• Tony says:

    Absolutely agree with you Ron. I visit a lot of churches as a result of my work and travel. As often as not, I'd prefer to remain pretty much anonymous. But there's also the fine line that I appreciate friendly churches. It's nice to be greeted and warmly received, but it's also nice to not be smothered.

    As an interesting coincidence, I'm right this moment sitting, *by myself* in the ROC cafe at Immanuel. Your staff greeted me warmly, gave me plenty of opportunity to interact, but also gave me plenty of freedom to be by myself. *PERFECT* I feel in complete control of the amount of interaction. That's very nice and a bit beyond the normal expectation.

    Even though this has nothing to do with weekend worship, it's a great example of being visitor friendly.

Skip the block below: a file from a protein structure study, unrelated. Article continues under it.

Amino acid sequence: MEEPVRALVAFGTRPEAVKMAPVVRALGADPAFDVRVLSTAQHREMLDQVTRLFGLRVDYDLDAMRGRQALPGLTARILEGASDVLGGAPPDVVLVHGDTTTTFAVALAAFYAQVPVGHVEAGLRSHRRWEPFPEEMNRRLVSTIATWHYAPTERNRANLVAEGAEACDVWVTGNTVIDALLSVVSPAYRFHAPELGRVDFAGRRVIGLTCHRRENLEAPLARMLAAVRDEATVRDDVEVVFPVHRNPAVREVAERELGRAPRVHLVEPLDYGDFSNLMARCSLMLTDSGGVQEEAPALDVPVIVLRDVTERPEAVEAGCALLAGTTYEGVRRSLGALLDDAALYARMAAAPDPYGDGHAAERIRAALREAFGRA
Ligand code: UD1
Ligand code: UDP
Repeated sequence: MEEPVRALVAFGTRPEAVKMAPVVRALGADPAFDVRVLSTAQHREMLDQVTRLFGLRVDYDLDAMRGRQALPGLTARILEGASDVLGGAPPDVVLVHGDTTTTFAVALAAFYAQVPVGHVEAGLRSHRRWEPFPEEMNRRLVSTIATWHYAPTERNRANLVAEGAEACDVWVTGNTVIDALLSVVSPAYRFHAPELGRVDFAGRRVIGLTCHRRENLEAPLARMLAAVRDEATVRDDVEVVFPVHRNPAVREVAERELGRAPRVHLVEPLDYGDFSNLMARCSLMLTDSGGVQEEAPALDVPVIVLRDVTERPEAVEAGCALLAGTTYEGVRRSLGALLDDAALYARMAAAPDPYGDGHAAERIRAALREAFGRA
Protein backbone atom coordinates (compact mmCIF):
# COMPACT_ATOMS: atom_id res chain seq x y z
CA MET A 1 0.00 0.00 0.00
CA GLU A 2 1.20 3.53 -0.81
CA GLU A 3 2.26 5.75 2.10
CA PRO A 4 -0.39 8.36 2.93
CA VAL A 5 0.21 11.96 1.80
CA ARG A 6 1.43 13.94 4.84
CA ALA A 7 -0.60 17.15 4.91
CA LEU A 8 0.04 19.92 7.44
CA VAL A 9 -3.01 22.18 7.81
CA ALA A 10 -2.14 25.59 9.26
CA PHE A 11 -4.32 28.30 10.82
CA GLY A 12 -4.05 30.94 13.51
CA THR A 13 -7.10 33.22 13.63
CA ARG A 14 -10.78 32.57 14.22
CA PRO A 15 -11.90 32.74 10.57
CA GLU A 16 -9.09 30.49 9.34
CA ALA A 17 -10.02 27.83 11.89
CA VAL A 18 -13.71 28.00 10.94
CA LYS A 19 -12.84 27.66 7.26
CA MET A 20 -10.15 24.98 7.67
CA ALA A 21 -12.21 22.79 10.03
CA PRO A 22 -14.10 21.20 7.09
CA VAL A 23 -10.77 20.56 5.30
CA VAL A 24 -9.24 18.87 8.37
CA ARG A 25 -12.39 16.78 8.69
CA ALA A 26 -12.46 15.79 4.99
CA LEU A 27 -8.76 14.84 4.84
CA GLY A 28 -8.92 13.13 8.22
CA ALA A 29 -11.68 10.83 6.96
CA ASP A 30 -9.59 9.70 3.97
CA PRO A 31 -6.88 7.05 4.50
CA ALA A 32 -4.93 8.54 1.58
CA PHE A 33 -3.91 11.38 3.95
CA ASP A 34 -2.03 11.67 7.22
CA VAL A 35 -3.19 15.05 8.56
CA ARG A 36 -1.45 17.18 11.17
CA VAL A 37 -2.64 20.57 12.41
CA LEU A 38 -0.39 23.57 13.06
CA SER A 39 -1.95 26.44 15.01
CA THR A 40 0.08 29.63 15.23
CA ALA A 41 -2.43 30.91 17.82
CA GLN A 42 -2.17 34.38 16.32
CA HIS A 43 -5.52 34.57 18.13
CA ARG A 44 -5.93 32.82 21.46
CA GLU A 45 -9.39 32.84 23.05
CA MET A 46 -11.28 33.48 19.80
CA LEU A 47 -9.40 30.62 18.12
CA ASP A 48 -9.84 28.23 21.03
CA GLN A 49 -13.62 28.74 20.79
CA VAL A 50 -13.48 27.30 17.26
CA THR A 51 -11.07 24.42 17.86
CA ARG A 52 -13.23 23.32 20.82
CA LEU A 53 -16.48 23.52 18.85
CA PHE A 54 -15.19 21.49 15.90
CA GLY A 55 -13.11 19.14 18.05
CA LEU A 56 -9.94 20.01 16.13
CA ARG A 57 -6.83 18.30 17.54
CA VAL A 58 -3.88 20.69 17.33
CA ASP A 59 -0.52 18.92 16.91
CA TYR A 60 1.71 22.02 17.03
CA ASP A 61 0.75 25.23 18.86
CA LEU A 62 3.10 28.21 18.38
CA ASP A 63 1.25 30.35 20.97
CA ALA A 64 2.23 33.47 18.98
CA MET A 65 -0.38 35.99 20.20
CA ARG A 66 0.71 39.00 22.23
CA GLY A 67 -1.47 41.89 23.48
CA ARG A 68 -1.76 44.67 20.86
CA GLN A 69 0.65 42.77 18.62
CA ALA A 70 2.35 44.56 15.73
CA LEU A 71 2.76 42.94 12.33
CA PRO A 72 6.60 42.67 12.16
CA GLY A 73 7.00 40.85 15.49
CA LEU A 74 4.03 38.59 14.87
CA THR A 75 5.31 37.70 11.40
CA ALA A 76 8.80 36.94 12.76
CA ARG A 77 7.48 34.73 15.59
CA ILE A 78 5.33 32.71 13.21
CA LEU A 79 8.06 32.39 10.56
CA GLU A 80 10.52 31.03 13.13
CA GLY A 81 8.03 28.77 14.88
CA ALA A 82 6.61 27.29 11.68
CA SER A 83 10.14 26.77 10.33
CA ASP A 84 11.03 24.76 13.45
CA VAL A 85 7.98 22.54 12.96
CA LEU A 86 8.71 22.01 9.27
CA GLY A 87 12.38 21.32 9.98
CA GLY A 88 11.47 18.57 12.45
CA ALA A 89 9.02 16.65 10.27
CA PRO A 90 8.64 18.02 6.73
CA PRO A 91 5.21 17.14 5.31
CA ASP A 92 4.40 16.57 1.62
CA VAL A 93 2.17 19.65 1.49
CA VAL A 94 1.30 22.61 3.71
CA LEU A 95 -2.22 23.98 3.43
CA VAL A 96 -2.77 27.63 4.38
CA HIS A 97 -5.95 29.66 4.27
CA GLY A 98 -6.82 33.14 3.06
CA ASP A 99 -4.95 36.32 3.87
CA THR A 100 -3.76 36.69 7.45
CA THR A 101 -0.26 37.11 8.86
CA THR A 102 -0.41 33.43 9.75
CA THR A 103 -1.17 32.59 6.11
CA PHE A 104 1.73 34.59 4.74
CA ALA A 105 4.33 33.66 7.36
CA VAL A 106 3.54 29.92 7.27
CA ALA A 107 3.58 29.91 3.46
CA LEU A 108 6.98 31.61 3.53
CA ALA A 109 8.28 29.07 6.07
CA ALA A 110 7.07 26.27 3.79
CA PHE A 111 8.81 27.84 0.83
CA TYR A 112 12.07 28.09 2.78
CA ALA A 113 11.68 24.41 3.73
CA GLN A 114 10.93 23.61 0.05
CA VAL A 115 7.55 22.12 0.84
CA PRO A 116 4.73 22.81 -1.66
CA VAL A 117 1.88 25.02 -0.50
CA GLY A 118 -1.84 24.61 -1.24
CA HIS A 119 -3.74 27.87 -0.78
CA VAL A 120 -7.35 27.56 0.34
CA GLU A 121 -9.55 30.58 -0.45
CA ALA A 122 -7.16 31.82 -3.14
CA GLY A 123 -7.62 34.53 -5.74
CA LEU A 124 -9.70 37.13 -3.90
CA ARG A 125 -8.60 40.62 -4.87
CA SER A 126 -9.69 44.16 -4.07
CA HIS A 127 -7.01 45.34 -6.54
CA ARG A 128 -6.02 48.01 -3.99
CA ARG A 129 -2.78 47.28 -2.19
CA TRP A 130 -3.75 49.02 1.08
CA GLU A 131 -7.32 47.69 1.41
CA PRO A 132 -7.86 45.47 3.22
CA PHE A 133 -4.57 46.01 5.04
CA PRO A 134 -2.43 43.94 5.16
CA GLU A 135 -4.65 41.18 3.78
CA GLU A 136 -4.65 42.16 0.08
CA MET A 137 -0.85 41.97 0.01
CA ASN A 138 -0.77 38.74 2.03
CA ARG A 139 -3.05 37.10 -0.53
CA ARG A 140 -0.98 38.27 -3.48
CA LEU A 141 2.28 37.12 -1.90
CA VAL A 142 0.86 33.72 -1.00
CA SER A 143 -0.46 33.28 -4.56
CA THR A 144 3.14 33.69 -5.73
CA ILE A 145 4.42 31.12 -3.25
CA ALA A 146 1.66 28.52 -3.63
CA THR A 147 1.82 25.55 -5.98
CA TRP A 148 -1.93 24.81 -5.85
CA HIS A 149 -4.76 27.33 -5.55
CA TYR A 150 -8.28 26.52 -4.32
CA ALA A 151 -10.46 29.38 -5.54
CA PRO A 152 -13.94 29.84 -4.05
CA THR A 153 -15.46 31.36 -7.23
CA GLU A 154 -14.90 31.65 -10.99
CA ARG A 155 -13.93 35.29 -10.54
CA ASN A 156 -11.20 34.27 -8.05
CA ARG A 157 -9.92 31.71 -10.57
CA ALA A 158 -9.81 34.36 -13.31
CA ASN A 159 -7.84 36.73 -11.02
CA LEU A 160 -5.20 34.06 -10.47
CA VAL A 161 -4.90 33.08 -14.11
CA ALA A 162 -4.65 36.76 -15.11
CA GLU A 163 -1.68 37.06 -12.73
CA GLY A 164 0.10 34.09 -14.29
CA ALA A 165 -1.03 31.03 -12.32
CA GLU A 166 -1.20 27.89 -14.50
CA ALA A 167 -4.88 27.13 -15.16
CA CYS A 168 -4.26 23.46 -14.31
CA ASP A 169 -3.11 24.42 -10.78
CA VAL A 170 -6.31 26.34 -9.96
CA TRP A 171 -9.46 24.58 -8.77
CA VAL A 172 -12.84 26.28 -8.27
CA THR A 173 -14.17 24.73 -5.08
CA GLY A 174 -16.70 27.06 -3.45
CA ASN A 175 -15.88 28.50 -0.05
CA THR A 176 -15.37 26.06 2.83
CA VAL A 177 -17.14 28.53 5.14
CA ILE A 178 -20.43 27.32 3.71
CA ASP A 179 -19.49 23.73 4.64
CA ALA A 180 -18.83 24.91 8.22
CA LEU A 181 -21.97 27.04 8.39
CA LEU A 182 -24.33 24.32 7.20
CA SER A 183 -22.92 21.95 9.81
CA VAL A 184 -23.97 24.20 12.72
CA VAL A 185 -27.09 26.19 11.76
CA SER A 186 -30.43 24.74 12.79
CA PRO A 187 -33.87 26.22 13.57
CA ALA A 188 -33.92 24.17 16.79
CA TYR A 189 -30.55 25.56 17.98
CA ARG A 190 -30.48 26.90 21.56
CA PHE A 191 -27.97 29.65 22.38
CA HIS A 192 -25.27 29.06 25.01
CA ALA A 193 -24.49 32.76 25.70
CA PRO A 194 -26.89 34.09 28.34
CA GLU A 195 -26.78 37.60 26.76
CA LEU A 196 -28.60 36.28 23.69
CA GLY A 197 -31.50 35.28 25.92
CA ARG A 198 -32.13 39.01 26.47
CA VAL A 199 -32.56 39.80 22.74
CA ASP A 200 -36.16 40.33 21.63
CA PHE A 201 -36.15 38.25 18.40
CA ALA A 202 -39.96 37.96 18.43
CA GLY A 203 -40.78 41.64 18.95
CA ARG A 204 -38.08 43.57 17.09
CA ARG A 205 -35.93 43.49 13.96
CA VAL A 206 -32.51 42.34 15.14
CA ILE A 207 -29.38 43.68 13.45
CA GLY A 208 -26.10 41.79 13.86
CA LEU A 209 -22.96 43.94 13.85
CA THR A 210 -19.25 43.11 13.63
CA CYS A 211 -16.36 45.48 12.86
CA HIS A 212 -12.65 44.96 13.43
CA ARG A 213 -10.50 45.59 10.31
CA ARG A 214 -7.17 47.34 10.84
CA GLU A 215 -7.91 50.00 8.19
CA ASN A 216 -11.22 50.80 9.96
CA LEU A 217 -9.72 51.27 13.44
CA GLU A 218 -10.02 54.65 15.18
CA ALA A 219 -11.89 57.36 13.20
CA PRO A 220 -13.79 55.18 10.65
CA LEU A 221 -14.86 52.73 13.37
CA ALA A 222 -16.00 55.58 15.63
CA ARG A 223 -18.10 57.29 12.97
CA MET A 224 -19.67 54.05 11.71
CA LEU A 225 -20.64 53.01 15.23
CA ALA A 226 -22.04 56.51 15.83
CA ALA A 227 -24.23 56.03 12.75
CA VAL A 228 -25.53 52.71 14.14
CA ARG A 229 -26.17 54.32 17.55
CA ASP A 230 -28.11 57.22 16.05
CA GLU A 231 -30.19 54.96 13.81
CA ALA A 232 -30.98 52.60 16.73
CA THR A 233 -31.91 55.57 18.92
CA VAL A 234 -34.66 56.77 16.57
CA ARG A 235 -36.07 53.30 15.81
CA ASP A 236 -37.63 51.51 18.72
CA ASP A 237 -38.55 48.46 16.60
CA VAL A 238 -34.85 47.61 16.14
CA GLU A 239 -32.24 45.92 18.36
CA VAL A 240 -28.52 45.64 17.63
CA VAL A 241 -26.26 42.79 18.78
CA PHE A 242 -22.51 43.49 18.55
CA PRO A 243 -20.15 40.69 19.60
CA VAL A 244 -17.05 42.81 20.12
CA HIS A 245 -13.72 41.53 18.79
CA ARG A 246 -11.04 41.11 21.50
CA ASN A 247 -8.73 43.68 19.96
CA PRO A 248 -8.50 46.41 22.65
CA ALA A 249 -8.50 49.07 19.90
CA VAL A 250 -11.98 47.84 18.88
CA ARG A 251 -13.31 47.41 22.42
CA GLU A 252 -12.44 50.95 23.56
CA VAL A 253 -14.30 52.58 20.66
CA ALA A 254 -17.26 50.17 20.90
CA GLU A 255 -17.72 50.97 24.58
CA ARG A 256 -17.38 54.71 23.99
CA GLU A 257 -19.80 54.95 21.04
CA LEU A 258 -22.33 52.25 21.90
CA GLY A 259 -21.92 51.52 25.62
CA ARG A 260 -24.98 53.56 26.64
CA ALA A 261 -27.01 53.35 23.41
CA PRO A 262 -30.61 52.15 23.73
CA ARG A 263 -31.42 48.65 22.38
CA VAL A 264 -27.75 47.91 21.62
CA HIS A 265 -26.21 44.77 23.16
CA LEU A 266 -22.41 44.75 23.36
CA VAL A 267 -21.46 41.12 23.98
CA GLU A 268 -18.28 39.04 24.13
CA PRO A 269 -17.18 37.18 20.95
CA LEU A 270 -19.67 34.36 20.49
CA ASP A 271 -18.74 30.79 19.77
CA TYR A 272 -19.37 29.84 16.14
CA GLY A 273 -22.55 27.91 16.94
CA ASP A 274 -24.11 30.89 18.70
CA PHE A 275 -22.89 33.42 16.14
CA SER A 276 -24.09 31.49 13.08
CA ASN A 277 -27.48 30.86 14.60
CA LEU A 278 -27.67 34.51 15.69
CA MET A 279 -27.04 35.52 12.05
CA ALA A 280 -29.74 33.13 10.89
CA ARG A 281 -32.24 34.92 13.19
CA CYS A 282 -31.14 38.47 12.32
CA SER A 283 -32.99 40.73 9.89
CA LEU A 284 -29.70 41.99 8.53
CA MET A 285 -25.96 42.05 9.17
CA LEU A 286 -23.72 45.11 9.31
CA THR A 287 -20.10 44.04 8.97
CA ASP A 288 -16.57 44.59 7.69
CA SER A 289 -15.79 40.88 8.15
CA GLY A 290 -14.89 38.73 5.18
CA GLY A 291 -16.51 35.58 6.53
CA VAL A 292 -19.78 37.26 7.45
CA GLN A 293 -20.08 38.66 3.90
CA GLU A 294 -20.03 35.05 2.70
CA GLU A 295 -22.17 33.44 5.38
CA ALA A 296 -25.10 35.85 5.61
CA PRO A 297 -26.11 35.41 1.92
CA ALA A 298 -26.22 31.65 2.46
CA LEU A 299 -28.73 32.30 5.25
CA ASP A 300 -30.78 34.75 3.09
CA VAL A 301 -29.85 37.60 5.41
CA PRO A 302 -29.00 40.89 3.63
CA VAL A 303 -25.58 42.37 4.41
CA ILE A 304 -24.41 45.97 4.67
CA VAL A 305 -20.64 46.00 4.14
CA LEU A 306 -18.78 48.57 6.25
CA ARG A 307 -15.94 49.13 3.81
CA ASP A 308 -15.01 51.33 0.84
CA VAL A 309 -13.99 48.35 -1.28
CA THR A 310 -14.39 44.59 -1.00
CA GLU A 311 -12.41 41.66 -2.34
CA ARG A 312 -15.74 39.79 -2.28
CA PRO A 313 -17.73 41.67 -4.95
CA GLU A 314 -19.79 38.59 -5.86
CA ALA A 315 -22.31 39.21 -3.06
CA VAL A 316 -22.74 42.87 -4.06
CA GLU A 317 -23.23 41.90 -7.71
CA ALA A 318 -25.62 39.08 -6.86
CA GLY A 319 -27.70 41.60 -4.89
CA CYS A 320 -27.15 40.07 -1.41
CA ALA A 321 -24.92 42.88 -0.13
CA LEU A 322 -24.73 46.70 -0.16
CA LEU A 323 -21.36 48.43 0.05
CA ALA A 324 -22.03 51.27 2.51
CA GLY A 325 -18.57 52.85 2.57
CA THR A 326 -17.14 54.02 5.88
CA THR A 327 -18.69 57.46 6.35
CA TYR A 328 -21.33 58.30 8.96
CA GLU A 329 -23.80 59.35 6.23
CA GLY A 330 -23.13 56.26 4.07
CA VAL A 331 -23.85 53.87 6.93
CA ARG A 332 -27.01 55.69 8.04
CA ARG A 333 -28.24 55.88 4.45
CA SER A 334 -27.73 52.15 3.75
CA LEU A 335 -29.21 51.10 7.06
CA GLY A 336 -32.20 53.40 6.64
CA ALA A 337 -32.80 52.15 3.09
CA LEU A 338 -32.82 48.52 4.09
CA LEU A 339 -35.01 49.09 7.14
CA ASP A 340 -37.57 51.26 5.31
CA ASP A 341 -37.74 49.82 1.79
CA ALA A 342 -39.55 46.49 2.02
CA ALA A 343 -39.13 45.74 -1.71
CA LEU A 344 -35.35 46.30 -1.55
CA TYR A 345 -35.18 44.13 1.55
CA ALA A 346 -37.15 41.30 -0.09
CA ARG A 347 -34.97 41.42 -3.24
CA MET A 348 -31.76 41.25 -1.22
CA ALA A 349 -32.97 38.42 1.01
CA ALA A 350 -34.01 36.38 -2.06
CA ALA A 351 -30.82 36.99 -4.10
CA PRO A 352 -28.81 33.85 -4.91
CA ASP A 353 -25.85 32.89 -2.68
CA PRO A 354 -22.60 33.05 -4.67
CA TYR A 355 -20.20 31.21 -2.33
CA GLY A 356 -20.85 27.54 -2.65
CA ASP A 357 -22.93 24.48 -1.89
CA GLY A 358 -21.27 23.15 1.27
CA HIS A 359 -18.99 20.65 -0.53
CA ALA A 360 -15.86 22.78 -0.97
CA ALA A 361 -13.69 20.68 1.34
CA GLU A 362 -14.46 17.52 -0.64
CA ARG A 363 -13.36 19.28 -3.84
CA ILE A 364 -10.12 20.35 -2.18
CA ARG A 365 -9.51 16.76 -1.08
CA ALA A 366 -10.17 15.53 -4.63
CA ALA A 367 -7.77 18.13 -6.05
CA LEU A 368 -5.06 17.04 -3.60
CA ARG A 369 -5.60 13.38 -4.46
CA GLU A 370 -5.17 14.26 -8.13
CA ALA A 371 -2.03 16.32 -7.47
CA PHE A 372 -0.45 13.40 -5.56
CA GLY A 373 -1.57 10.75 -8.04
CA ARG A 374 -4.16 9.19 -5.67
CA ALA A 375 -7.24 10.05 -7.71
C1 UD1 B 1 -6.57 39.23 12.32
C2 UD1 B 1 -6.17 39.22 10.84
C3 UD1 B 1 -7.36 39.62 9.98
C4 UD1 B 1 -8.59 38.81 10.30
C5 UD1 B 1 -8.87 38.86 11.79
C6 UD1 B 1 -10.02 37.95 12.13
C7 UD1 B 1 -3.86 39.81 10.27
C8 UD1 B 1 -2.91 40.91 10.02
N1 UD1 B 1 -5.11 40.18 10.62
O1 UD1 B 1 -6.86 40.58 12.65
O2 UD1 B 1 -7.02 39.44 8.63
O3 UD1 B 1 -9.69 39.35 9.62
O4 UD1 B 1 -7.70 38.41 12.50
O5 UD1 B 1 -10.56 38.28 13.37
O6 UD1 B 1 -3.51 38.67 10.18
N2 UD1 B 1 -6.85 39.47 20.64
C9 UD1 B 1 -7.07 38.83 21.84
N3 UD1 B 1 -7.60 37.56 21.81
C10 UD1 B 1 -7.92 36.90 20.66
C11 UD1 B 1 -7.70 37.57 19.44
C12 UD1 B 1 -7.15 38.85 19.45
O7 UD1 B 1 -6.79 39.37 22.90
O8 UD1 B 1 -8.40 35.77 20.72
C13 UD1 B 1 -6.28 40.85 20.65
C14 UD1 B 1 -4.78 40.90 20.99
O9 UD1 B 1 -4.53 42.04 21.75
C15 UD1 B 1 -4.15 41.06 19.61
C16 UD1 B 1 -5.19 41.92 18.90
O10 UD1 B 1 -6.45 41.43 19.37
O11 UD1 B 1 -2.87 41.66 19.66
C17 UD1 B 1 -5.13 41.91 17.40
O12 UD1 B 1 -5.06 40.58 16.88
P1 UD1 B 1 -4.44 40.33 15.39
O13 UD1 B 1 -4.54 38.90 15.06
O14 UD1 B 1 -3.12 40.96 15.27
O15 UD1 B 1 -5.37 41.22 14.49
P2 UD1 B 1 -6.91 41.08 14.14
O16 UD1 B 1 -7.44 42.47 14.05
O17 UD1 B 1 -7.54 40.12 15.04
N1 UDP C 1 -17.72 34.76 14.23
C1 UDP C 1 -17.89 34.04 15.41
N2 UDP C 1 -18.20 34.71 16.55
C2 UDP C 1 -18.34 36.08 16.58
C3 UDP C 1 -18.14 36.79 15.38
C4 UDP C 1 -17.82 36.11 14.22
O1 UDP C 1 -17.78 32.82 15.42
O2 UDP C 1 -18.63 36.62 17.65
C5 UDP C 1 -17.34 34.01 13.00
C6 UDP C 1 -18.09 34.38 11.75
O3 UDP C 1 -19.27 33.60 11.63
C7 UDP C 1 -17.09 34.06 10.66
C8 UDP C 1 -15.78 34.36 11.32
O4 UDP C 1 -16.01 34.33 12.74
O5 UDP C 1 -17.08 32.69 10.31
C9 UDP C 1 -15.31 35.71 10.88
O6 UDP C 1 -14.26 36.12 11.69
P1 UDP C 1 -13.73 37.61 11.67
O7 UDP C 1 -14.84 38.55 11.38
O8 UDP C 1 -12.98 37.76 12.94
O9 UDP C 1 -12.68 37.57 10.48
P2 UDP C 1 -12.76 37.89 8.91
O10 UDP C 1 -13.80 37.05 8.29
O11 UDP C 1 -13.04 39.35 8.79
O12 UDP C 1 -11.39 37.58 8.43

Thanks to you and your staff!

    • ronedmondson says:

      Awesome Tony! Very cool. That's a great place over there! I hope we repeat that on Sunday morning!
      Twitter: Ronedmondson

  • robstill says:

    Really good insight and a great story. People are wired differently. I think for the church, keep it simple – try to make it a good experience for your visitors.

  • Krista Miller says:


    What would you say if, as a leader, you knew that being forced to the center of the room was the best thing for the experience? That introverts perhaps need to be required to participate or they will “opt out” of communal experiences (and I’m speaking specifically of experiences which need to be communal in order to draw out the full value)? I don’t think the requirement is bad (sometimes people need to be forced outside their comfort zones), but it is helpful if there is an apparatus in place to help them process their discomfort. Thoughts?